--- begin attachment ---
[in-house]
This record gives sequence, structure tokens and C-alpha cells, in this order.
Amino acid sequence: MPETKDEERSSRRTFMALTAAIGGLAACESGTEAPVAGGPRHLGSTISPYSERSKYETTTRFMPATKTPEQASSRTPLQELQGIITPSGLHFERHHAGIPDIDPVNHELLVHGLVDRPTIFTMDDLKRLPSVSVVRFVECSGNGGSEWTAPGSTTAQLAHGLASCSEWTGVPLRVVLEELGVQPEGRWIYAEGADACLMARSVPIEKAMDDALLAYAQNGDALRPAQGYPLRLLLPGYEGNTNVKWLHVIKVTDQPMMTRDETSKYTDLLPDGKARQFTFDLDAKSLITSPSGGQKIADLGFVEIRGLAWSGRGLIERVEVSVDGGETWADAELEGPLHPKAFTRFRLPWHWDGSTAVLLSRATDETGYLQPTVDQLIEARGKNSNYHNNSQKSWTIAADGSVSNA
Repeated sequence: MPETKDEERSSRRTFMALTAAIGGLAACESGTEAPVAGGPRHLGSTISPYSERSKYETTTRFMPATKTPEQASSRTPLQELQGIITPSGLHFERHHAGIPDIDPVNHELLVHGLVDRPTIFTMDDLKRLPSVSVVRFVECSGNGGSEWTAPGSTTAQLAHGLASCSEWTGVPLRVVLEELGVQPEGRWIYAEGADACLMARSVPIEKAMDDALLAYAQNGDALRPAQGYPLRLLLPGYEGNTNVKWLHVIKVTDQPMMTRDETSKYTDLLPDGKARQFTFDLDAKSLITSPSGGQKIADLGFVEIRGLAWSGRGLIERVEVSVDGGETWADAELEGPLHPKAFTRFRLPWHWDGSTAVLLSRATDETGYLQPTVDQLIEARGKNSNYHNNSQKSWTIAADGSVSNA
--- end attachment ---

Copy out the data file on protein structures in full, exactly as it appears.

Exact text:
[in-house]
This record gives sequence, structure tokens and C-alpha cells, in this order.
Amino acid sequence: MPETKDEERSSRRTFMALTAAIGGLAACESGTEAPVAGGPRHLGSTISPYSERSKYETTTRFMPATKTPEQASSRTPLQELQGIITPSGLHFERHHAGIPDIDPVNHELLVHGLVDRPTIFTMDDLKRLPSVSVVRFVECSGNGGSEWTAPGSTTAQLAHGLASCSEWTGVPLRVVLEELGVQPEGRWIYAEGADACLMARSVPIEKAMDDALLAYAQNGDALRPAQGYPLRLLLPGYEGNTNVKWLHVIKVTDQPMMTRDETSKYTDLLPDGKARQFTFDLDAKSLITSPSGGQKIADLGFVEIRGLAWSGRGLIERVEVSVDGGETWADAELEGPLHPKAFTRFRLPWHWDGSTAVLLSRATDETGYLQPTVDQLIEARGKNSNYHNNSQKSWTIAADGSVSNA
Repeated sequence: MPETKDEERSSRRTFMALTAAIGGLAACESGTEAPVAGGPRHLGSTISPYSERSKYETTTRFMPATKTPEQASSRTPLQELQGIITPSGLHFERHHAGIPDIDPVNHELLVHGLVDRPTIFTMDDLKRLPSVSVVRFVECSGNGGSEWTAPGSTTAQLAHGLASCSEWTGVPLRVVLEELGVQPEGRWIYAEGADACLMARSVPIEKAMDDALLAYAQNGDALRPAQGYPLRLLLPGYEGNTNVKWLHVIKVTDQPMMTRDETSKYTDLLPDGKARQFTFDLDAKSLITSPSGGQKIADLGFVEIRGLAWSGRGLIERVEVSVDGGETWADAELEGPLHPKAFTRFRLPWHWDGSTAVLLSRATDETGYLQPTVDQLIEARGKNSNYHNNSQKSWTIAADGSVSNA